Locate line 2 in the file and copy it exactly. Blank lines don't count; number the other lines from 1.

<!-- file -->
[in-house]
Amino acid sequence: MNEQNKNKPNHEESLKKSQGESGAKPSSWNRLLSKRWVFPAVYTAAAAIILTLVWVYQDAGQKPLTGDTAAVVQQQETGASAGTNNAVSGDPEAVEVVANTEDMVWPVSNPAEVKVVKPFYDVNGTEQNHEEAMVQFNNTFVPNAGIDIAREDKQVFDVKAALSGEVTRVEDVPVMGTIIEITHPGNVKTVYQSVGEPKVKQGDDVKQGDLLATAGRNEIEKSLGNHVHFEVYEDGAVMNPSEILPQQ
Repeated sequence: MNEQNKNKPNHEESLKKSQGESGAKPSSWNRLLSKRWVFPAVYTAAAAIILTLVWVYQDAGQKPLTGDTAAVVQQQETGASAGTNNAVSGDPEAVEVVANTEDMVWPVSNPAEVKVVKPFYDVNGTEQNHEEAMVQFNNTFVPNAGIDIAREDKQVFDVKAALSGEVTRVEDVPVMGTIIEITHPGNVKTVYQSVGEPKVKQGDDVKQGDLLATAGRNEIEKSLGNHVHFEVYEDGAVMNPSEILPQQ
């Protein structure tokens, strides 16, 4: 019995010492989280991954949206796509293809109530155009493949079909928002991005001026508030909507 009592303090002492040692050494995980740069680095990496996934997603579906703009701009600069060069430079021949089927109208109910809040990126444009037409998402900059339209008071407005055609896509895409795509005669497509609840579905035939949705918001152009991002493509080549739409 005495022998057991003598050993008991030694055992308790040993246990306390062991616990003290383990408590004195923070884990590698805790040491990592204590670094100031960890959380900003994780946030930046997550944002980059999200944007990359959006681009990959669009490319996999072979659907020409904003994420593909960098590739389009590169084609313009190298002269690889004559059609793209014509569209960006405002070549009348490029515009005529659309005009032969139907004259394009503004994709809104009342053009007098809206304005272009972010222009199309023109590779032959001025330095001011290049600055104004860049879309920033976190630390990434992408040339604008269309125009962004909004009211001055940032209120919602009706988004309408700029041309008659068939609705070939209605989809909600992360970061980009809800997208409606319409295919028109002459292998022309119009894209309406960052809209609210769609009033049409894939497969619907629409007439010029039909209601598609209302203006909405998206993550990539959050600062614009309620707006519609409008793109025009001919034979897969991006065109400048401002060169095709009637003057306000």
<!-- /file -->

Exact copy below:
Amino acid sequence: MNEQNKNKPNHEESLKKSQGESGAKPSSWNRLLSKRWVFPAVYTAAAAIILTLVWVYQDAGQKPLTGDTAAVVQQQETGASAGTNNAVSGDPEAVEVVANTEDMVWPVSNPAEVKVVKPFYDVNGTEQNHEEAMVQFNNTFVPNAGIDIAREDKQVFDVKAALSGEVTRVEDVPVMGTIIEITHPGNVKTVYQSVGEPKVKQGDDVKQGDLLATAGRNEIEKSLGNHVHFEVYEDGAVMNPSEILPQQ